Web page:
The number of Oklahoma kids getting their hands on liquid nicotine used to refill e-cigarettes and being rushed to the emergency room grows each year.
Ren Gaulrapp's 4- year-old happens to be one of them.
Her son was supposed to be taking a nap, when he snuck into her bedroom and got his hands on a small vial of liquid nicotine she uses to refill her e-cigarettes.
“We hear a little noise, come in and he has taken the lid off of all of them and has this liquid everywhere. He`s got it all over him. He`s been eating it,” says Gaulrapp. “The liquid itself is very sweet. There`s not really anything in it in the lower nicotine levels that are going to discourage a child from wanting to play in them.”
He vomited all day and then suffered painful withdrawal symptoms.
But doctors said he was lucky Gaulrapp's e-liquid had low nicotine levels.
Jerry Hance at Flavor Vapor North says the higher the nicotine level, the more dangerous the liquid.
“There’s hundreds of poisons in every household,” says Hance. “Nicotine since it’s came about, whether it’s in a cigarette or in a pipe, no matter what it is, it is a poison.”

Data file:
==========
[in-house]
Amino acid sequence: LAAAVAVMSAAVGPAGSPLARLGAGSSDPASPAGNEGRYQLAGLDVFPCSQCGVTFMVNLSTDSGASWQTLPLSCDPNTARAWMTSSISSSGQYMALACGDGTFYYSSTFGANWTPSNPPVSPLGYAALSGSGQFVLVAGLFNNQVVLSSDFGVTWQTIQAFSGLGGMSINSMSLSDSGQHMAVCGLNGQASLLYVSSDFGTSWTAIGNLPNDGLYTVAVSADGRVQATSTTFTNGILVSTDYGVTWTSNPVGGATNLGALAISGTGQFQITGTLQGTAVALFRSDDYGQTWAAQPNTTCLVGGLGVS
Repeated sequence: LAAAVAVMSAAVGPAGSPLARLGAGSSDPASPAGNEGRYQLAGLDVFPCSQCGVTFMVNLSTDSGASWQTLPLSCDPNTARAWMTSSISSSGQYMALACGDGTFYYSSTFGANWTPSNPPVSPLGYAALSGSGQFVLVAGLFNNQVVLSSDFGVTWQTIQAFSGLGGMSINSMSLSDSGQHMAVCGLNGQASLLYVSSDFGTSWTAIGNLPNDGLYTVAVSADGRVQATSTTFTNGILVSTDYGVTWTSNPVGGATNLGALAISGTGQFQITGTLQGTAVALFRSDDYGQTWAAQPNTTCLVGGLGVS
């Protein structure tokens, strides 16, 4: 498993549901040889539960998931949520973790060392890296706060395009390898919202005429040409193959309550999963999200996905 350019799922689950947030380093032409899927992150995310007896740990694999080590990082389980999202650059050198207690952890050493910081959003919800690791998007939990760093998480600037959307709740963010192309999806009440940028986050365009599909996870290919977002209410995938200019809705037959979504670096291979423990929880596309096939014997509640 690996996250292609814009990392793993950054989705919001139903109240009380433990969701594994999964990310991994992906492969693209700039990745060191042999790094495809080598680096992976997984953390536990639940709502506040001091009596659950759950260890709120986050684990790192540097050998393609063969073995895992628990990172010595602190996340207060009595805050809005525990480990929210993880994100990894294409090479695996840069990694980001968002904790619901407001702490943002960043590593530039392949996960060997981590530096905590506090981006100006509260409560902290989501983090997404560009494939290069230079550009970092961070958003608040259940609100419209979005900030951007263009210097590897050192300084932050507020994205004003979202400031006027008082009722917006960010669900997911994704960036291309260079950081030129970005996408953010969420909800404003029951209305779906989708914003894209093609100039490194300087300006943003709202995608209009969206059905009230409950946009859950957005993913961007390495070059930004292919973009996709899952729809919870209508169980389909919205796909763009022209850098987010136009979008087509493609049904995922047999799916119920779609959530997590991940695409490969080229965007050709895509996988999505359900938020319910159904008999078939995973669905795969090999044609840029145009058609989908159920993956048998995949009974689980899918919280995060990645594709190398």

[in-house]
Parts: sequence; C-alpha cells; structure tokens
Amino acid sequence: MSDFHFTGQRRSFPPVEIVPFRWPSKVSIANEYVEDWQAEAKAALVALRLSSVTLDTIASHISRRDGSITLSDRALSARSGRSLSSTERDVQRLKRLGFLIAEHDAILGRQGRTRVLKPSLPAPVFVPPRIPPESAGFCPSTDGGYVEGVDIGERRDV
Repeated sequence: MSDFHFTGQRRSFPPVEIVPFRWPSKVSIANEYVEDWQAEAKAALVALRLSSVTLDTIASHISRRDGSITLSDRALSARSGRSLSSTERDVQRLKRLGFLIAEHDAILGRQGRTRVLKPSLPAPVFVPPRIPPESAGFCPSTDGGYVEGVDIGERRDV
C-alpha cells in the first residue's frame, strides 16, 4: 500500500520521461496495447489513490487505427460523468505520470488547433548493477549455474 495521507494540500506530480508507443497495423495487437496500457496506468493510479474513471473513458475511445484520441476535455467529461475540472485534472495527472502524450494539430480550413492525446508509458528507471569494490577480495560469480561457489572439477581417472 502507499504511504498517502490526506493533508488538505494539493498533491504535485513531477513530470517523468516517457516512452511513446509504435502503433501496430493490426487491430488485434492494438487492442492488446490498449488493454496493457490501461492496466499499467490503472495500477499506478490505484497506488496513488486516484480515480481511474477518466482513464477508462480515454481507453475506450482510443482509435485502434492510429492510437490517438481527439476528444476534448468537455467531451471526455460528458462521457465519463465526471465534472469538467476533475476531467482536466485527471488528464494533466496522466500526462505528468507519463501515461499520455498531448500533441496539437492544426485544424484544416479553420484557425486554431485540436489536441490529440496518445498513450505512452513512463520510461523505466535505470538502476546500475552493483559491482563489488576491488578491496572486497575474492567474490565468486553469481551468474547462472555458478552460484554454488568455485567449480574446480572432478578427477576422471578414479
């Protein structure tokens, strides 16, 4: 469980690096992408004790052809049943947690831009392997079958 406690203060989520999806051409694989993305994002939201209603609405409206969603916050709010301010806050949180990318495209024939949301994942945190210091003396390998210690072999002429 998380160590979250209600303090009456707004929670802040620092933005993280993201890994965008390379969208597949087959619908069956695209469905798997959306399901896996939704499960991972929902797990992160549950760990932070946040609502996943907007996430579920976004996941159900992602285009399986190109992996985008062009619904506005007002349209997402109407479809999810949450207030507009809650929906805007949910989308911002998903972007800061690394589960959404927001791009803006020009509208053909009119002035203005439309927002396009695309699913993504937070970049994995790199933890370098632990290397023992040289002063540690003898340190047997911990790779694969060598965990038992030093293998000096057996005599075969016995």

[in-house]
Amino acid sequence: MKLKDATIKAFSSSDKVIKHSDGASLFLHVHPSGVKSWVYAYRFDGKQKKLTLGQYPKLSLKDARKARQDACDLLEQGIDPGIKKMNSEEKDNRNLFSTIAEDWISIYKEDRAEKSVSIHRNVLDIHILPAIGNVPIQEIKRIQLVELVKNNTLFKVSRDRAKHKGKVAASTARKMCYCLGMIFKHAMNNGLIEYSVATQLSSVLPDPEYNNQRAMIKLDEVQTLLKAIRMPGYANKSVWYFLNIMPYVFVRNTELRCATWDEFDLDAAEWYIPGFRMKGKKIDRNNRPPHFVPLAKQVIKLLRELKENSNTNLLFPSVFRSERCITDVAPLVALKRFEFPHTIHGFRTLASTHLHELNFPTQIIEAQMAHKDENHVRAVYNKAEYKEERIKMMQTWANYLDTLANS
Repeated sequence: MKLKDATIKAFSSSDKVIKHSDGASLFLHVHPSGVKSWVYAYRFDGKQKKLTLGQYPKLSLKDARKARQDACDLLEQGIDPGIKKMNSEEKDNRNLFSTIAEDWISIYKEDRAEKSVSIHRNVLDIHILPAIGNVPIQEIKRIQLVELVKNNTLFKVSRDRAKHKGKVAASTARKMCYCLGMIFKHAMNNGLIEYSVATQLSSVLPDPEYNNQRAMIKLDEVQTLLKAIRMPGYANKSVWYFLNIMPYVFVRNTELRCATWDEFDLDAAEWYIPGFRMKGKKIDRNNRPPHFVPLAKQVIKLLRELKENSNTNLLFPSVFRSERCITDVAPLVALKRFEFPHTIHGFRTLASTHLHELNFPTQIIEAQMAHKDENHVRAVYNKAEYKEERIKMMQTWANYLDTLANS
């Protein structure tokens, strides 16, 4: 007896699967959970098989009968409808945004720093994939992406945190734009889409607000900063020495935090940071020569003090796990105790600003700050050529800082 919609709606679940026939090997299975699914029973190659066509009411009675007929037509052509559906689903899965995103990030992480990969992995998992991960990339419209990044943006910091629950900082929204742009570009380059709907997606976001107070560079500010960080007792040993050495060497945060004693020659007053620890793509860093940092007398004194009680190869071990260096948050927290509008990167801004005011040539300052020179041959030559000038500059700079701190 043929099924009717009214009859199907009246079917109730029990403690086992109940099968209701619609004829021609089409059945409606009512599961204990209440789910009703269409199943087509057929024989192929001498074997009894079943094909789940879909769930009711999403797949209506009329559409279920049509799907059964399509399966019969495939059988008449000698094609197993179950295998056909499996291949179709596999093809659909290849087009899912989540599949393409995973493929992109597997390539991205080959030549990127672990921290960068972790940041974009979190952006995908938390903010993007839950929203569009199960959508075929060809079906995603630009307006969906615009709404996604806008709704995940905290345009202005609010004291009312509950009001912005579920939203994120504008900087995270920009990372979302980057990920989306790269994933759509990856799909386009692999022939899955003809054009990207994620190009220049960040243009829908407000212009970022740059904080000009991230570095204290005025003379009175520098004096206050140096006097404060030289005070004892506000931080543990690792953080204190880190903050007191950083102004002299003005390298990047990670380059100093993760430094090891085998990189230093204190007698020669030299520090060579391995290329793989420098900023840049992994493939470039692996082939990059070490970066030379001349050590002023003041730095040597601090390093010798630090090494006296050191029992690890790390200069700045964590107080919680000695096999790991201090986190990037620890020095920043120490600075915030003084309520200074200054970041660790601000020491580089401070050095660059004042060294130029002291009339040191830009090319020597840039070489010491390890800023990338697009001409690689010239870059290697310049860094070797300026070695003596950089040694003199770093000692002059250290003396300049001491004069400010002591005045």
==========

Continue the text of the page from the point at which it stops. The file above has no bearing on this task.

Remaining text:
The e-juice at his shop is made by chemists in a lab while most stores in Oklahoma make theirs in house. He thinks that might be where some of the lethal liquids are coming from.
To solve that problem, Hance says regulation is the answer.
“You’re never going to be able to make a product and sell it without it being regulated,” says Hance. “Come in regulate it and make everybody go to a lab.”
The accident hasn't stopped Gaulrapp from using e-cigarettes, the liquid nicotine at her home just goes on a higher shelf now and she's added to her son's "do not touch" list.
“It smells like candy, it really isn’t,” says Gaulrapp. “This really can hurt you.”